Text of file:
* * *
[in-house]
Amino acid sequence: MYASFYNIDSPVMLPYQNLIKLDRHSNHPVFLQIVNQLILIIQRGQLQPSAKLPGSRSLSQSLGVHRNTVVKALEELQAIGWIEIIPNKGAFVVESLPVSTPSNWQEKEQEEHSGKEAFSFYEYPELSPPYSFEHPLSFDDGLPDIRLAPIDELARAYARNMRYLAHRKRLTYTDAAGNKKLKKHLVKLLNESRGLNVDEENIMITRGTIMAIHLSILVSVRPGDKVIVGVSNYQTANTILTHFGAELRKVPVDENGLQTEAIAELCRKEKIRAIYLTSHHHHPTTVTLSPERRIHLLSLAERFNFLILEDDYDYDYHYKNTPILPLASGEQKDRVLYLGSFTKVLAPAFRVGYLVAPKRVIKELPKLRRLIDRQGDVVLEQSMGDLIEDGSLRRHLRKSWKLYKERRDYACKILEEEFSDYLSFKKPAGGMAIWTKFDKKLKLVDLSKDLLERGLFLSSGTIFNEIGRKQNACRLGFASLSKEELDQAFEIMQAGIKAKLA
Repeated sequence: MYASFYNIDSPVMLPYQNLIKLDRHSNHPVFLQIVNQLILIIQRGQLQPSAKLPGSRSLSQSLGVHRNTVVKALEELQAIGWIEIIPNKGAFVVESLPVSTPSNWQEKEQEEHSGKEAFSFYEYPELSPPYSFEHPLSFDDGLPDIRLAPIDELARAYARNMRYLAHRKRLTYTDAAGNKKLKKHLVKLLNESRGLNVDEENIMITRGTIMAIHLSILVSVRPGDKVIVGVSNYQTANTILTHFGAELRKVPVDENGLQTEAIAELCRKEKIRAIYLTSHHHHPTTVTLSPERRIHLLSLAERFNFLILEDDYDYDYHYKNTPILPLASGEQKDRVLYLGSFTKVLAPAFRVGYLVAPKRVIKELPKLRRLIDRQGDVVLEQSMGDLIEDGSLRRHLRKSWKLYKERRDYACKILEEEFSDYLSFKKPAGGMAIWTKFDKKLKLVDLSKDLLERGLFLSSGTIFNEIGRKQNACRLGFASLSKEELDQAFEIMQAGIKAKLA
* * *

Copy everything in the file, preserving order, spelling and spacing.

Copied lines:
[in-house]
Amino acid sequence: MYASFYNIDSPVMLPYQNLIKLDRHSNHPVFLQIVNQLILIIQRGQLQPSAKLPGSRSLSQSLGVHRNTVVKALEELQAIGWIEIIPNKGAFVVESLPVSTPSNWQEKEQEEHSGKEAFSFYEYPELSPPYSFEHPLSFDDGLPDIRLAPIDELARAYARNMRYLAHRKRLTYTDAAGNKKLKKHLVKLLNESRGLNVDEENIMITRGTIMAIHLSILVSVRPGDKVIVGVSNYQTANTILTHFGAELRKVPVDENGLQTEAIAELCRKEKIRAIYLTSHHHHPTTVTLSPERRIHLLSLAERFNFLILEDDYDYDYHYKNTPILPLASGEQKDRVLYLGSFTKVLAPAFRVGYLVAPKRVIKELPKLRRLIDRQGDVVLEQSMGDLIEDGSLRRHLRKSWKLYKERRDYACKILEEEFSDYLSFKKPAGGMAIWTKFDKKLKLVDLSKDLLERGLFLSSGTIFNEIGRKQNACRLGFASLSKEELDQAFEIMQAGIKAKLA
Repeated sequence: MYASFYNIDSPVMLPYQNLIKLDRHSNHPVFLQIVNQLILIIQRGQLQPSAKLPGSRSLSQSLGVHRNTVVKALEELQAIGWIEIIPNKGAFVVESLPVSTPSNWQEKEQEEHSGKEAFSFYEYPELSPPYSFEHPLSFDDGLPDIRLAPIDELARAYARNMRYLAHRKRLTYTDAAGNKKLKKHLVKLLNESRGLNVDEENIMITRGTIMAIHLSILVSVRPGDKVIVGVSNYQTANTILTHFGAELRKVPVDENGLQTEAIAELCRKEKIRAIYLTSHHHHPTTVTLSPERRIHLLSLAERFNFLILEDDYDYDYHYKNTPILPLASGEQKDRVLYLGSFTKVLAPAFRVGYLVAPKRVIKELPKLRRLIDRQGDVVLEQSMGDLIEDGSLRRHLRKSWKLYKERRDYACKILEEEFSDYLSFKKPAGGMAIWTKFDKKLKLVDLSKDLLERGLFLSSGTIFNEIGRKQNACRLGFASLSKEELDQAFEIMQAGIKAKLA